Together for Beaufort County
- Need: A community-wide collaborative process to identify and address specific quality-of-life challenges confronting the citizens of Beaufort County, South Carolina.
- Intervention: Together for Beaufort County facilitates the coordination of nearly 2 dozen coalitions that address economic, social, health, educational, and environmental factors through data sharing and goal setting of like-minded community agencies.
- Results: Out of 46 counties in South Carolina, Beaufort County has reached the top ranking in health outcomes.
A large economic gap exists in rural Beaufort County, South Carolina, home to 171,000 residents. The middle class is nearly nonexistent and the separation between the "haves and have nots" is great. With this gap comes a variety of economic, social, health, educational, and environmental issues which have impacted quality of life for area residents. For several decades, local service organizations have united to identify and address these challenges.
The Beaufort County Human Service Alliance began in the 1970's as a collaboration of local and state agencies in Beaufort County to address social problems. Though its methods have evolved over time, the mission remains constant: to provide a framework to improve the quality of life for Beaufort County residents by integrating human services.
In 2004, Together for Beaufort County (T4BC) was developed by the Alliance as a way for public and private area agencies to impact the community by contributing to the achievement of shared goals. Designed to be a community indicators project, T4BC has developed a process for local service agencies to collectively listen to the community's needs and find ways to address those needs through coalitions. There are now nearly 2 dozen T4BC coalitions that meet on a monthly or quarterly basis. Six of them directly impact health outcomes:
- AccessHealth Lowcountry (works with the uninsured)
- Eat Smart, Move More Lowcountry (works with chronic illness such as diabetes and asthma while promoting healthy choices)
- Adequacy of Prenatal Care (improves access to prenatal care)
- Early Childhood Coalition (coordinates services for prenatal and new Moms)
- Reducing Adolescent Pregnancy Alliance (introduces a science-based health curriculum to our school system)
T4BC operates under the umbrella of the Beaufort County Human Service Alliance and is supported by the Beaufort County government. A new partnership with the College of Charleston's Joseph P. Riley Jr. Center for Livable Communities will allow them to gather, organize, and present data that aids decision-making, strategic planning, and resource prioritization for community leaders.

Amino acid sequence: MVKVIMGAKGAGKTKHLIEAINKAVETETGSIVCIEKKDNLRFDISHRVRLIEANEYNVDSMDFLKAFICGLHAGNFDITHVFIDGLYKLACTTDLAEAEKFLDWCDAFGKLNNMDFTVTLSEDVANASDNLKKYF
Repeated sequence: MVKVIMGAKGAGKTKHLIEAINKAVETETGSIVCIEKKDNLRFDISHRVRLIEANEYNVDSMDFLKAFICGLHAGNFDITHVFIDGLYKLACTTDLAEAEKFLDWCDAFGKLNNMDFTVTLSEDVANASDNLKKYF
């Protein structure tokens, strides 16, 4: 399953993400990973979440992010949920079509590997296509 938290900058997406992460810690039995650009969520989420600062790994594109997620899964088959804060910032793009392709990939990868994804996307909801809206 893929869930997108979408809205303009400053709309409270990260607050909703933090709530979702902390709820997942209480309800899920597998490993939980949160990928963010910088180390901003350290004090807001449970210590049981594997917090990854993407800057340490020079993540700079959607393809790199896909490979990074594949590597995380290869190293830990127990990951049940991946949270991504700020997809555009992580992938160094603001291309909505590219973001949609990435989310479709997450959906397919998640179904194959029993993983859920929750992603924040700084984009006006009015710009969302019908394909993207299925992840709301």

Over 120 local and state service agencies have joined T4BC coalitions to better Beaufort County, including the South Carolina Department of Juvenile Justice, the Beaufort Housing Authority, and the Beaufort County School District.
The following sources have made it possible for T4BC to provide financial assistance to Alliance member agencies and coalitions:
- United Way
- Beaufort County Council's Community Services Committee
- Foundations such as the Coastal Community Foundation and the Community Foundation of the Lowcountry
A Medicaid Administrative Match agreement allows one of the coalitions to double the matchable funds they raise locally. The reallocation of funding streams and county taxes have also boosted T4BC's ability to support its coalitions.
Building relationships and communication avenues among local nonprofit organizations has been one of the most beneficial services T4BC offers. With their input, T4BC has identified 5 key performance indicators in which to concentrate their efforts to make a collective impact for community wellness:
Below are specific ways T4BC helps partnering agencies carry out their visions:
- Facilitates collaboration between organizations with similar missions and helps to build an environment of mutual trust and respect.
- Distributes grants received from the Beaufort County Council's Community Service Committee to local agencies.
- Designates and pays a facilitator who has a vested interest in the outcome and the coalitions' efforts.
- Organizes retreats and other activities to help members and other stakeholders connect outside of regular meetings.